Witness memory is not actually very reliable, despite how much it is used in court. People remember things differently than they happened or can’t remember them at all. In some cases, during a traumatic experience, a witness can make a crucial error.
For example, a man was once arrested and charged with rape. A woman who had been assaulted looked at a lineup and picked him out.
However, the man said it couldn’t have been him because he’d been on TV. He was doing a live discussion. He said that there were other witnesses who had been part of the discussion, and there was a huge TV audience. The police did not believe him at first, scoffing at his claims.
The man was correct, though, and he had been on TV. In fact, the woman who had been raped was watching him speak when the real attacker approached her. When asked about it later, she simply remembered his face and not her attacker’s. She was correctly remembering that she’d seen the man when she was being attacked, but she had simply forgotten the context—or gotten confused during a traumatic time—and blamed the wrong person.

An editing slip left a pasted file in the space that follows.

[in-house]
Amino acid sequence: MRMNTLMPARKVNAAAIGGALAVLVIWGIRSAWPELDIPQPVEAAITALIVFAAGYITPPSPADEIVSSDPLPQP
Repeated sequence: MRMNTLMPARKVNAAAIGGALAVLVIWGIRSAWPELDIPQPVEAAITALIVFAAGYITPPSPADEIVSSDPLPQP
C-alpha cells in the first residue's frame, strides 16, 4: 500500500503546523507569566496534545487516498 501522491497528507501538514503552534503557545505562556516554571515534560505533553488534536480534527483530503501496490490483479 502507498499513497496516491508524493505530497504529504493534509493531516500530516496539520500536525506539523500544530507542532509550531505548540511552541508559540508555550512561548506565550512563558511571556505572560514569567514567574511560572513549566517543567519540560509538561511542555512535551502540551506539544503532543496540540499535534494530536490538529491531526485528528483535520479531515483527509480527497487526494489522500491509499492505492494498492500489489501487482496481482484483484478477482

Though the man was eventually cleared of any wrongdoing, this case shows just how incorrect a witness can be, and it’s very important to keep this in mind during a court case, as incorrect memories could put the innocent behind bars. If you’ve been accused and you think that the witness is simply wrong in those accusations, make sure you know all of your legal options in California.
Source: Visual Expert, “Eyewitness Memory is Unreliable,” Marc Green, accessed April 28, 2016